My father’s mother, in my opinion, was the most awesome woman in the world. When I asked my dad what he thought about his mother his bland reply was, “Never heard her complain.” Awesome insight, daddy dear. I know they were pretty poor. They had a milk cow named Bessie of all fucking things (I have the bank loan papers to prove it!) They had some chickens for eggs and fried giblets, and a small garden for veggies. They would can food for the winter months and my father’s mother made all of the family’s clothing. My father had to put newspaper in his shoes (which were passed down by his brothers) to cover the holes and keep out the snow. All of the children worked odd jobs to make money. It was a hard, yet simple life. My father used to hop the train and ride it to Terrell to work in the drugstore there as a soda jerk. Before you start picturing my father as freakin’ George Bailey or something, read on.

I don’t have many tales of my father as he grew up. My father did tell me of how when he was a teenager he and his pals would pool their money together and head over to…to…well, they called it… “N-town.” I refuse to write it out. Makes me cringe. Anyway, there were some brothers in the hood who would buy liquor for white boys for a cut of the proceeds. My dad said they always got cherry brandy. Every time. My skinny-ass* cracker father would sometimes get brave and ask if they could have something different instead. Every time he would get a hard stare and an answer along the lines of “Boy, you lucky I don’t break your cracker ass head with this mother fucking bottle. Drink the shit, you little bitch.” Then they would go running off sipping their cherry brandy looking for trouble and young women with daddy issues.

After high school my father joined the Air Force and was shipped off to NORduhKOduh*. One weekend during a whiteout blizzard my father and some of his buddies drove a car right past the guards at the gate, keeping the door open to watch the stripes on the road, and drove all the way into town. From here they called their Captain and gave him a line about having been in town on weekend passes and now they were stranded and that they might be late for check in. The Captain told them to stay in town and stay safe. They boozed it up, gambled and partied with hookers for three days. After his stint in the Air Force my father attended law school. He worked full-time. He took uppers for breakfast and lunch, booze and downers at night. Then he married my mom. Then they had me. Poor daddy-o. No more shenanigans for you. Riiiiiiiiight.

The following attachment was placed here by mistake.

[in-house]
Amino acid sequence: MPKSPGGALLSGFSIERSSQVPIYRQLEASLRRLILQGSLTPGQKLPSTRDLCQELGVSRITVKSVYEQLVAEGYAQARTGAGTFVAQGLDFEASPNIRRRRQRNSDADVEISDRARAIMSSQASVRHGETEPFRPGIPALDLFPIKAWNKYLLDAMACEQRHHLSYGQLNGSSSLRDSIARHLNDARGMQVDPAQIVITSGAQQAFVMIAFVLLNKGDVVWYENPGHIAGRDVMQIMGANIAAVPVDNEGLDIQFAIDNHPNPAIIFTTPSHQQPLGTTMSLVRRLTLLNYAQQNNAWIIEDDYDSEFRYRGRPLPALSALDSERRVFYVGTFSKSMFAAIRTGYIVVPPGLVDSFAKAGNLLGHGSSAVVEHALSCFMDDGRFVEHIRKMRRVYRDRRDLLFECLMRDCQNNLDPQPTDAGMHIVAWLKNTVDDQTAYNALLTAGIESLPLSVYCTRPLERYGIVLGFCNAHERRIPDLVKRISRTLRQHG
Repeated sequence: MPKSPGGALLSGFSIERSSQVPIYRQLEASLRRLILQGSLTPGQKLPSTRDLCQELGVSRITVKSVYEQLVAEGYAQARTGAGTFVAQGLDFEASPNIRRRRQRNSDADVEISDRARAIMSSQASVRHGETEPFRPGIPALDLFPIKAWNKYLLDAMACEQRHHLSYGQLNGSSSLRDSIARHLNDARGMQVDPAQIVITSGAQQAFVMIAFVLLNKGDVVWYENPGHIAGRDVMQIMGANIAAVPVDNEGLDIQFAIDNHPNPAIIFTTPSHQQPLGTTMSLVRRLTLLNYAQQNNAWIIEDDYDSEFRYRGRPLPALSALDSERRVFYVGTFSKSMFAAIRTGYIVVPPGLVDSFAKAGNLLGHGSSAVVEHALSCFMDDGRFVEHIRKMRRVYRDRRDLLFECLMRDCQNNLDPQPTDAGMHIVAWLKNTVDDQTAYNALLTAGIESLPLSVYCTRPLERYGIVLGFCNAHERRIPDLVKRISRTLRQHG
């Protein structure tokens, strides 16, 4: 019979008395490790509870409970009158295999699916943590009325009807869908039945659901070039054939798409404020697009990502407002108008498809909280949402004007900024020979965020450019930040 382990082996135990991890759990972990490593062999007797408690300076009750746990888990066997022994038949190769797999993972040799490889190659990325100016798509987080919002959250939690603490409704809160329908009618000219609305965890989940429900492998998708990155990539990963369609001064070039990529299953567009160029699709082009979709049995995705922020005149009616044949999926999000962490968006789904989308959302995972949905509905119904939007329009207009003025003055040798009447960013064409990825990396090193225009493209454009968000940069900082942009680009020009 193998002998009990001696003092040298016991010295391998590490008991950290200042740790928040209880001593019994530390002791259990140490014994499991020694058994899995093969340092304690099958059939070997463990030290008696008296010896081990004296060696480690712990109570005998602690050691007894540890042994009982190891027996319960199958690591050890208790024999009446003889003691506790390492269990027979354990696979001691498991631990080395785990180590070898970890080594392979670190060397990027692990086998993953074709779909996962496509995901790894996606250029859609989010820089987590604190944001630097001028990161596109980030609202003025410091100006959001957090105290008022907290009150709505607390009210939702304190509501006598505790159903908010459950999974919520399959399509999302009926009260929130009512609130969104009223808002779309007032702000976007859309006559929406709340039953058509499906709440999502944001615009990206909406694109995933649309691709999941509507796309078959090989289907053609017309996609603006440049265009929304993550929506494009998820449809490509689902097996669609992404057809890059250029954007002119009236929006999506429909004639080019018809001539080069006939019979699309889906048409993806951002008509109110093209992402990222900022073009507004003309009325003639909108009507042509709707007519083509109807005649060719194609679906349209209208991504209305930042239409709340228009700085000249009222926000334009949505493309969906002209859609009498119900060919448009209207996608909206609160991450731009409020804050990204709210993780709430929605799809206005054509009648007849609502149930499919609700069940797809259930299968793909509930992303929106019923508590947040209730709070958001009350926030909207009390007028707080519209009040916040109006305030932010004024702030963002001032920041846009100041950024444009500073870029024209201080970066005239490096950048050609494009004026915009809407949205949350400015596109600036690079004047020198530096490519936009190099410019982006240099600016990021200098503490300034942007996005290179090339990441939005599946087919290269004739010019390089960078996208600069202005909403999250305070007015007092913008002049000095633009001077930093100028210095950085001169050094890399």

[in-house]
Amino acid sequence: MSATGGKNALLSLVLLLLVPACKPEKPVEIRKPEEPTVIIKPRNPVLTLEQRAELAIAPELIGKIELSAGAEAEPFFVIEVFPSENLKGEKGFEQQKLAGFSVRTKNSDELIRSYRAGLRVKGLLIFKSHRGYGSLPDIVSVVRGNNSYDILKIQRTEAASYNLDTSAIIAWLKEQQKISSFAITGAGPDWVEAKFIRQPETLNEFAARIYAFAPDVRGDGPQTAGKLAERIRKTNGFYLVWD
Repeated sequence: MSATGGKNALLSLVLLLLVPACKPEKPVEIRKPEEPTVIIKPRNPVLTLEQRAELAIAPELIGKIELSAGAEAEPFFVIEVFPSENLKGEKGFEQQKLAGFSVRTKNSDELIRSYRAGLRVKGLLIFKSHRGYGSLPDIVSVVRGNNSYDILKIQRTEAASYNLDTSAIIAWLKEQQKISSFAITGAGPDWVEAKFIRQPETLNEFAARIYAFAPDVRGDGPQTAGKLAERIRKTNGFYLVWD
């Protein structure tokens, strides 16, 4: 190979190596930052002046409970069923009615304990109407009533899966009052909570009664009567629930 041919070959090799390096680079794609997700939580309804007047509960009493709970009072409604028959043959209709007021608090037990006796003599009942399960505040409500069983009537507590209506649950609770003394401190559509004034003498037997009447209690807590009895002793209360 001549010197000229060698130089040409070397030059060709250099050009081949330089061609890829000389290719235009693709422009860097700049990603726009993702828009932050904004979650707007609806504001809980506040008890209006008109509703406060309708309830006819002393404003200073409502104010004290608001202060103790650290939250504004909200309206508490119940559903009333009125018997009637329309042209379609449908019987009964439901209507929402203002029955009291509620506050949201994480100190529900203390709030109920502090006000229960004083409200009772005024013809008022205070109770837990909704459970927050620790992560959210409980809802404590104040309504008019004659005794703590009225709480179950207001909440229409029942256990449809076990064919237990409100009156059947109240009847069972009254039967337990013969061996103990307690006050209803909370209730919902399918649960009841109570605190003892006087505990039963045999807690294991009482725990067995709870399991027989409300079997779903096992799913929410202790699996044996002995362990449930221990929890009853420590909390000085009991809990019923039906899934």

My father is a charismatic son of a bitch. After my arrival my father lived in constant fear that I, as a small child, might ruin the party and legacy of his charisma. My father loves a party and is the life of the party. “No one likes kids,” my father would always tell me as we prepped for a party or a night out to the country club. “As a matter of fact, people hate kids. Do you know why? Because they remind them of why they shouldn’t have had kids in the first place!” Made a kind of sense when I was a wee lass. So in an attempt to nullify the catastrophic effect I would have on adults my dad always taught me a joke. He choreographed it. Staged it. Implanted inflection and timing. Many of the jokes were the “johnnyfuckherfaster” jokes of the 70’s. There really is nothing funnier than a child a little tipsy from finishing off her dad’s cocktails telling a johnnyfuckerfaster joke.